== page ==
Incredible Nasa image captures ‘sea of dunes’ on the surface of Mars

Rob Waugh
·Contributor
·3-min read
The false-colour image was taken by the Odyssey satellite (NASA)
This false-colour image of an area of Mars was taken by the Odyssey satellite. (Nasa)

Dunes glowing gold against a background of blue shine out on the surface of Mars in an incredible image from a long-serving Nasa satellite.

The false-colour image shows colder areas in blue – so there’s not actually a huge ocean on the Martian surface

The image shows Mars's northern polar cap, where the dunes cover an area as big as Texas, although the area in the image is 19 miles wide. 

Nasa said: “In this false-color image, areas with cooler temperatures are recorded in bluer tints, while warmer features are depicted in yellows and oranges. 

“Thus, the dark, sun-warmed dunes glow with a golden color.”

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It combines images taken from December 2002 to November 2004 by the Thermal Emission Imaging System instrument on the Mars Odyssey orbiter. 

It is part of a special set of images marking the 20th anniversary of Odyssey, the longest-working Mars spacecraft in history. 

The spacecraft was launched 20 years ago on 7 April, making it the oldest spacecraft still working at the red planet. 

The orbiter, which takes its name from Arthur C Clarke’s classic sci-fi novel 2001: A Space Odyssey (Clarke blessed its use before launch), was sent to map the composition of the Martian surface, providing a window to the past so scientists could piece together how the planet evolved.

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Geological features including the work of water and wind have been frozen in time on Mars for about 4 billion years. 

There are giant wave-shaped features in sedimentary layers of Gale crater, often called “megaripples” or antidunes, that are about 30 feet high and spaced about 450 feet apart.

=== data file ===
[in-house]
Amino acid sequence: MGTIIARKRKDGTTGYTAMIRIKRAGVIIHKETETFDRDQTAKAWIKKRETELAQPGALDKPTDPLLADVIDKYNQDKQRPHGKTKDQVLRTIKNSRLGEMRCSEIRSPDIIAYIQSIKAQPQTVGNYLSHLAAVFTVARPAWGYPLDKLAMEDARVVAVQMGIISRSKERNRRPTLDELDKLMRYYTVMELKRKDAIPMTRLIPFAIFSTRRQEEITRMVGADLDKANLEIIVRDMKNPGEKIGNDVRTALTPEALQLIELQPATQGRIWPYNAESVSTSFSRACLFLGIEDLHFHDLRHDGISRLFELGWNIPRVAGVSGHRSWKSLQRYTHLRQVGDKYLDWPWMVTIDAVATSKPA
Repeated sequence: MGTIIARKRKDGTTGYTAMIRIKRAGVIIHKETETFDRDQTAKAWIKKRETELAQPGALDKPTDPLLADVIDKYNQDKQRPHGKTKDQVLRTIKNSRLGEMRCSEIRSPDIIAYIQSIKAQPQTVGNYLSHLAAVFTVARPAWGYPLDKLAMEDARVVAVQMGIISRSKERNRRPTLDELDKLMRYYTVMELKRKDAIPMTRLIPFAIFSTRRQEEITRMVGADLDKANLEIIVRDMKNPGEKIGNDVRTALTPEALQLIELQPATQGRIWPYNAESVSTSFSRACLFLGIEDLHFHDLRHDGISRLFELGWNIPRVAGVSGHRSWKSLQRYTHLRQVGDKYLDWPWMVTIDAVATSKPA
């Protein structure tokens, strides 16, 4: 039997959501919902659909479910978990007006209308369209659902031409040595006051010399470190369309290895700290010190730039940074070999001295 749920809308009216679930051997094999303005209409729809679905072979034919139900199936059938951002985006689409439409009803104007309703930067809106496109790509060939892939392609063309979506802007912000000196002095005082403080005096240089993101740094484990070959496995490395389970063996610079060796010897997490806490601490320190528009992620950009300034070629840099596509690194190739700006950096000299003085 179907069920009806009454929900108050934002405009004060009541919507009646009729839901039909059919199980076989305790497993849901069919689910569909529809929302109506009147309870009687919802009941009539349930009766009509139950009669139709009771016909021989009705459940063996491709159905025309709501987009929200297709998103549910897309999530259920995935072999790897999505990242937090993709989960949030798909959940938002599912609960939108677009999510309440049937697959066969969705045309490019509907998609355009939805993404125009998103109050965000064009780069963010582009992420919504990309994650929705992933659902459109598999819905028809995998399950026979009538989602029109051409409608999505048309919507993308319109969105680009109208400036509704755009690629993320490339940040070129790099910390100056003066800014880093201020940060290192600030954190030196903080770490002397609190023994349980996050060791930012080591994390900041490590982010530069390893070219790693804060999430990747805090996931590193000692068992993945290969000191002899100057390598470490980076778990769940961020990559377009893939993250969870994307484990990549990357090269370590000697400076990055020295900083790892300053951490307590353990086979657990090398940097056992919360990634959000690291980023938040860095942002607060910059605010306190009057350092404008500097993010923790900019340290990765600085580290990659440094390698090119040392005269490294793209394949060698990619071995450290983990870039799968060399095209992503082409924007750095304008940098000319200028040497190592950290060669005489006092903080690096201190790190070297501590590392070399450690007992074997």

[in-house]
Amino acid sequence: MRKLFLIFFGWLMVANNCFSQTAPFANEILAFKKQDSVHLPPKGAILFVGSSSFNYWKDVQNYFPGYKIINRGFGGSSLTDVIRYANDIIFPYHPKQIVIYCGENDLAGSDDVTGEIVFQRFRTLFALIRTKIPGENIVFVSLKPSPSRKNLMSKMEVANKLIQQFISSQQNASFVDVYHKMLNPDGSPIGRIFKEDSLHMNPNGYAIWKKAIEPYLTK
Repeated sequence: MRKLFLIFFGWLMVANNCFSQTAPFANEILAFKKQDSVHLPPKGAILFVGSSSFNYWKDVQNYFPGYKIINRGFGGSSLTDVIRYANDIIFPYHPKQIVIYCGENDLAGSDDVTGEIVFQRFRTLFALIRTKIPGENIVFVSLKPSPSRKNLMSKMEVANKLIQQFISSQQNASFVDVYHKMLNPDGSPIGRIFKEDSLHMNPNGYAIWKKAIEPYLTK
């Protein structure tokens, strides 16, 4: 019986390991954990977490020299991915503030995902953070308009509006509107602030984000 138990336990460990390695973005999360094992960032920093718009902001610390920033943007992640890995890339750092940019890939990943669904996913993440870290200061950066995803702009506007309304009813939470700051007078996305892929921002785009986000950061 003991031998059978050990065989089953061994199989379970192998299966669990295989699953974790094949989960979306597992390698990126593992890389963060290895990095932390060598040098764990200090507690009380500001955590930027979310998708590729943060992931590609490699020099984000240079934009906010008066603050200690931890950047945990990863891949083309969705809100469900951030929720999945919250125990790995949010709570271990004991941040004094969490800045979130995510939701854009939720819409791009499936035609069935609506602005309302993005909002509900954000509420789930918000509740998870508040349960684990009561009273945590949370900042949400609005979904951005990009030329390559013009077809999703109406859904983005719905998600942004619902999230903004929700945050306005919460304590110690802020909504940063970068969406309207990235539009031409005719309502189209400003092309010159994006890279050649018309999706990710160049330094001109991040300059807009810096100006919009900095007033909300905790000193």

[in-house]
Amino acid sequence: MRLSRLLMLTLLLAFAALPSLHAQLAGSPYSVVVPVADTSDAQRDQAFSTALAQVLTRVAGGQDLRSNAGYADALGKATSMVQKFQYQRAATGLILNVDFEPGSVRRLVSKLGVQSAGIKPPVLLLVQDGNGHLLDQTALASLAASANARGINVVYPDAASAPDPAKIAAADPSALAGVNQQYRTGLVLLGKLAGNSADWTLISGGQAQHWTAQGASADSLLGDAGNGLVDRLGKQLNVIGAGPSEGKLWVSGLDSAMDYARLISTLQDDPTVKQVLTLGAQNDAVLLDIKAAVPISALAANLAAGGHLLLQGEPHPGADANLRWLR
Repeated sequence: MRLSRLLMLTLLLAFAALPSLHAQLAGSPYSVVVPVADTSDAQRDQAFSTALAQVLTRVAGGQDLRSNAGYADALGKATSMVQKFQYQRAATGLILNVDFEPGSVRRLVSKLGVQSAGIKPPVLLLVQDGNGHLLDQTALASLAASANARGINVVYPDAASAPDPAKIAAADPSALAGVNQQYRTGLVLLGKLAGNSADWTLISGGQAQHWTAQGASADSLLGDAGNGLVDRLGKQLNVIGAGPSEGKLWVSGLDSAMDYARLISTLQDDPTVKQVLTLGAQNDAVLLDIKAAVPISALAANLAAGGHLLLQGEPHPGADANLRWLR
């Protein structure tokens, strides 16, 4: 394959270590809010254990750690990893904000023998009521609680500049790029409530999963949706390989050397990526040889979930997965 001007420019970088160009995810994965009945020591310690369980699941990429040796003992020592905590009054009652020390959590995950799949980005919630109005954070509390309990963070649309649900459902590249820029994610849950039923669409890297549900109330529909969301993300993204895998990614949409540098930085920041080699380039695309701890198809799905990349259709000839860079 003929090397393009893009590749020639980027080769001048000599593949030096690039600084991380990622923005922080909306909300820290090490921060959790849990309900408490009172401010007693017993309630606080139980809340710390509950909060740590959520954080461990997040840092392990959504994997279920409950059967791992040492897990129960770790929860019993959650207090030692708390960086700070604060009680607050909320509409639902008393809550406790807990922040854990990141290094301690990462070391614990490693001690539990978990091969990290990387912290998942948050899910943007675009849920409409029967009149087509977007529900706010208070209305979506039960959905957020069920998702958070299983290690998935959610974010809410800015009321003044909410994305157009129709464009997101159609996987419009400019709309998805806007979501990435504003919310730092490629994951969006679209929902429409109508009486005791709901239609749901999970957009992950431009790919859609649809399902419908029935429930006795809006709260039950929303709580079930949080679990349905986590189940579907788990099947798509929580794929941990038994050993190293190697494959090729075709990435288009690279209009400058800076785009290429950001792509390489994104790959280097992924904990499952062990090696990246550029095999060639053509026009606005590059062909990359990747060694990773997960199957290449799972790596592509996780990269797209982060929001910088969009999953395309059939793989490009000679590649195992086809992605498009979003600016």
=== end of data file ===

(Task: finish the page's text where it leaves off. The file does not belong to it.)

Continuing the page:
Researchers say this suggests that almost unimaginably huge floods washed across the crater about 4 billion years ago – and hints that life might have existed there too.

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Data collected by Nasa’s Curiosity Rover, published in 2020, shows the gigantic ripples were likely left by a giant flood. 

Scientists believe the flood may have been set off by a meteor impact which melted ice on the surface of the planet. 

The impact may have allowed life to briefly flourish on the surface, the researchers say. 

“We identified megafloods for the first time using detailed sedimentological data observed by the rover Curiosity,” said Alberto G. Fairén, a visiting astrobiologist at Cornell University. 

“Early Mars was an extremely active planet from a geological point of view. The planet had the conditions needed to support the presence of liquid water on the surface – and on Earth, where there’s water, there’s life.

“So early Mars was a habitable planet. Was it inhabited? That’s a question that the next rover Perseverance … will help to answer.”

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